Lovage is a conspicuous plant, and not just because of its delicious, aromatic scent, but even more so because of its size! At about 2m tall it is not easily overlooked. In Medieval times it was a commonly used kitchen herb. Like so many others, it had arrived in Britain with the Romans a few centuries earlier.
Lovage is a member of the Carrot family, and like Parsley, Fennel, or Coriander, famous for its highly aromatic essential oils. In the kitchen, Lovage its flavorful edible leaves are used in salads, stews, soups and sauces, but in fact, all of its parts are edible. The seeds can be used like fennel seeds and the young stems are candied like those of Angelica. The root is dug up in September and cooked as a vegetable. In Cornwall, a popular cordial called 'Lovage' was served with Brandy as a tasty ‘winter warmer’. It has recently been revived but although very tasty, Lovage is not the main ingredient.
Although medical herbalists have mostly abandoned the use of Lovage in their medical practice, it has been issued with a positive Commission E monograph. In the past, all parts of the plant were used for similar medicinal purposes, but the root has the highest essential oil content. The oil relaxes the smooth muscles especially those of the stomach and digestive tract. It has been used to treat intestinal colic, acid reflux, and the like. Its other common use is as an expectorant for catarrhal conditions of the upper respiratory tract. Another interesting property that has been discovered more recently is its ‘aquatic action’ - which is to say that it promotes the flow of urine and the excretion of uric acid without depleting the body’s electrolytes.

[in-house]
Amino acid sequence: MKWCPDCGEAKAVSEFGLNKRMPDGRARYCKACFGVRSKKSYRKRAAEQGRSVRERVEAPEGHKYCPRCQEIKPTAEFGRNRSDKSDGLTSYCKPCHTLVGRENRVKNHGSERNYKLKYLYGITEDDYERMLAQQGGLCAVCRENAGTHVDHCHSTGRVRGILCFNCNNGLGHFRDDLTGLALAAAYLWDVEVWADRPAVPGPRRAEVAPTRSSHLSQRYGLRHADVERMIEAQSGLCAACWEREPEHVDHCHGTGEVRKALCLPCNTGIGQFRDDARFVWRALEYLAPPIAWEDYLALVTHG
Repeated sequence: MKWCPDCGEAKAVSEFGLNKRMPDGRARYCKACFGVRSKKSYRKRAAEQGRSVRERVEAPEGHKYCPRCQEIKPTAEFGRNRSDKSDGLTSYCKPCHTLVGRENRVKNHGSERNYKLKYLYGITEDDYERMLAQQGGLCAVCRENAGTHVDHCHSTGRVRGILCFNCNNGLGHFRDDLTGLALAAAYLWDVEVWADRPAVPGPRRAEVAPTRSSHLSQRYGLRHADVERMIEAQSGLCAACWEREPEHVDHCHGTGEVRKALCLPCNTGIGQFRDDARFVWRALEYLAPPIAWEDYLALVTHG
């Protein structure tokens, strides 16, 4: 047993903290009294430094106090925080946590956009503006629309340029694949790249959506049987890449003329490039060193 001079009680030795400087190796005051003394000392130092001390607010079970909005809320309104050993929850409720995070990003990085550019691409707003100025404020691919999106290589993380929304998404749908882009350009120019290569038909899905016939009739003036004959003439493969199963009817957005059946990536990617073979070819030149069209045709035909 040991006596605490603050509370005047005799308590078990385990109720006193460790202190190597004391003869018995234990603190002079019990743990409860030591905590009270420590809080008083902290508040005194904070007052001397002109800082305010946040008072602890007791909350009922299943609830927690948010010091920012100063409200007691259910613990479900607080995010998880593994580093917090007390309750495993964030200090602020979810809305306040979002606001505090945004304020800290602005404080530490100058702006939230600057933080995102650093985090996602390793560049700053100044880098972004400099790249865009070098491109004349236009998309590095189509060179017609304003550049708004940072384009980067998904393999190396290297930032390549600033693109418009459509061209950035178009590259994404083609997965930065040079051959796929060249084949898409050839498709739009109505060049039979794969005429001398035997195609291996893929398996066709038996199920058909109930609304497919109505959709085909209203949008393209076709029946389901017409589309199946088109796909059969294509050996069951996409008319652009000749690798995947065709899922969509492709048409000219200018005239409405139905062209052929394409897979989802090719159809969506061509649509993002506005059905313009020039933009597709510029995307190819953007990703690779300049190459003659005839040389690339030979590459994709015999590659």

Thanks to its lovely name, lovage has a long history of use in love spells and added to the bathwater it was said to make the bather ‘irresistible’. never mind that the name is the result of an etymological confusion.
Its powerfully aromatic scent was believed to fend off demons and it was fed to cattle to protect them against evil spells (e.g. that reduce the flow of milk). Culpeper calls it a ‘herb of the Sun in the sign of Taurus.’